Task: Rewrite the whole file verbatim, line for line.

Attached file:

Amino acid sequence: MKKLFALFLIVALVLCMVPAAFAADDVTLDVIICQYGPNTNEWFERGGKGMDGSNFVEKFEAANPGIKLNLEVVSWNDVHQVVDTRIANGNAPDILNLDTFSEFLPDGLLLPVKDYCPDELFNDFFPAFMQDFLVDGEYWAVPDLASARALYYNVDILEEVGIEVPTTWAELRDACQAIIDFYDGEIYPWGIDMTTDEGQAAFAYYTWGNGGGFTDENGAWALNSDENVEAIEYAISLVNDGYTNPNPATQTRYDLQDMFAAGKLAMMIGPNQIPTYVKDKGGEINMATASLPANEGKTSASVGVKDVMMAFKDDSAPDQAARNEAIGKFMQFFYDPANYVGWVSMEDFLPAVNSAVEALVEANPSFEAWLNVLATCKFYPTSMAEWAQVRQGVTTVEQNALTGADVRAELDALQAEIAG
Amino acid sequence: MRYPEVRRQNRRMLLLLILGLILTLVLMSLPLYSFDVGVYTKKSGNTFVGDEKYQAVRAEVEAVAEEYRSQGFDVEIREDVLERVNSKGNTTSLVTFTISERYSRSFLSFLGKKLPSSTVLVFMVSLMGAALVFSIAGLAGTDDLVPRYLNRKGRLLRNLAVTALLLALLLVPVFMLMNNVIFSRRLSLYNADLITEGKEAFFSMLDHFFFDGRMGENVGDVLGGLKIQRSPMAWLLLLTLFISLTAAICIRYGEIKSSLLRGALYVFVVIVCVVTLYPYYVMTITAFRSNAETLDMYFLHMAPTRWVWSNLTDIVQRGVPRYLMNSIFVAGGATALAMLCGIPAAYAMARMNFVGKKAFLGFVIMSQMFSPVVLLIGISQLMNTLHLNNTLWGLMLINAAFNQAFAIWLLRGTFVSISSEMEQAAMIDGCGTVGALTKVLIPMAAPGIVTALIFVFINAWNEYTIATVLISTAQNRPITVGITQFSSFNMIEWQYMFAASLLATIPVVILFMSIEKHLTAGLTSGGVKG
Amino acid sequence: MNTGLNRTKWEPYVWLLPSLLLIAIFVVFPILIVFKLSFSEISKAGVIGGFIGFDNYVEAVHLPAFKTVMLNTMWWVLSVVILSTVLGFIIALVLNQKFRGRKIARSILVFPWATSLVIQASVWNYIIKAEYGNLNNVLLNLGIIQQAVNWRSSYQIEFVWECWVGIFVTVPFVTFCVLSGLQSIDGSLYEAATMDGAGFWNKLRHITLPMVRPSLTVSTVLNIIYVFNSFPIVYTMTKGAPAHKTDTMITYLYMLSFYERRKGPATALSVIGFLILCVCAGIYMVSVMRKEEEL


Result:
Amino acid sequence: MKKLFALFLIVALVLCMVPAAFAADDVTLDVIICQYGPNTNEWFERGGKGMDGSNFVEKFEAANPGIKLNLEVVSWNDVHQVVDTRIANGNAPDILNLDTFSEFLPDGLLLPVKDYCPDELFNDFFPAFMQDFLVDGEYWAVPDLASARALYYNVDILEEVGIEVPTTWAELRDACQAIIDFYDGEIYPWGIDMTTDEGQAAFAYYTWGNGGGFTDENGAWALNSDENVEAIEYAISLVNDGYTNPNPATQTRYDLQDMFAAGKLAMMIGPNQIPTYVKDKGGEINMATASLPANEGKTSASVGVKDVMMAFKDDSAPDQAARNEAIGKFMQFFYDPANYVGWVSMEDFLPAVNSAVEALVEANPSFEAWLNVLATCKFYPTSMAEWAQVRQGVTTVEQNALTGADVRAELDALQAEIAG
Amino acid sequence: MRYPEVRRQNRRMLLLLILGLILTLVLMSLPLYSFDVGVYTKKSGNTFVGDEKYQAVRAEVEAVAEEYRSQGFDVEIREDVLERVNSKGNTTSLVTFTISERYSRSFLSFLGKKLPSSTVLVFMVSLMGAALVFSIAGLAGTDDLVPRYLNRKGRLLRNLAVTALLLALLLVPVFMLMNNVIFSRRLSLYNADLITEGKEAFFSMLDHFFFDGRMGENVGDVLGGLKIQRSPMAWLLLLTLFISLTAAICIRYGEIKSSLLRGALYVFVVIVCVVTLYPYYVMTITAFRSNAETLDMYFLHMAPTRWVWSNLTDIVQRGVPRYLMNSIFVAGGATALAMLCGIPAAYAMARMNFVGKKAFLGFVIMSQMFSPVVLLIGISQLMNTLHLNNTLWGLMLINAAFNQAFAIWLLRGTFVSISSEMEQAAMIDGCGTVGALTKVLIPMAAPGIVTALIFVFINAWNEYTIATVLISTAQNRPITVGITQFSSFNMIEWQYMFAASLLATIPVVILFMSIEKHLTAGLTSGGVKG
Amino acid sequence: MNTGLNRTKWEPYVWLLPSLLLIAIFVVFPILIVFKLSFSEISKAGVIGGFIGFDNYVEAVHLPAFKTVMLNTMWWVLSVVILSTVLGFIIALVLNQKFRGRKIARSILVFPWATSLVIQASVWNYIIKAEYGNLNNVLLNLGIIQQAVNWRSSYQIEFVWECWVGIFVTVPFVTFCVLSGLQSIDGSLYEAATMDGAGFWNKLRHITLPMVRPSLTVSTVLNIIYVFNSFPIVYTMTKGAPAHKTDTMITYLYMLSFYERRKGPATALSVIGFLILCVCAGIYMVSVMRKEEEL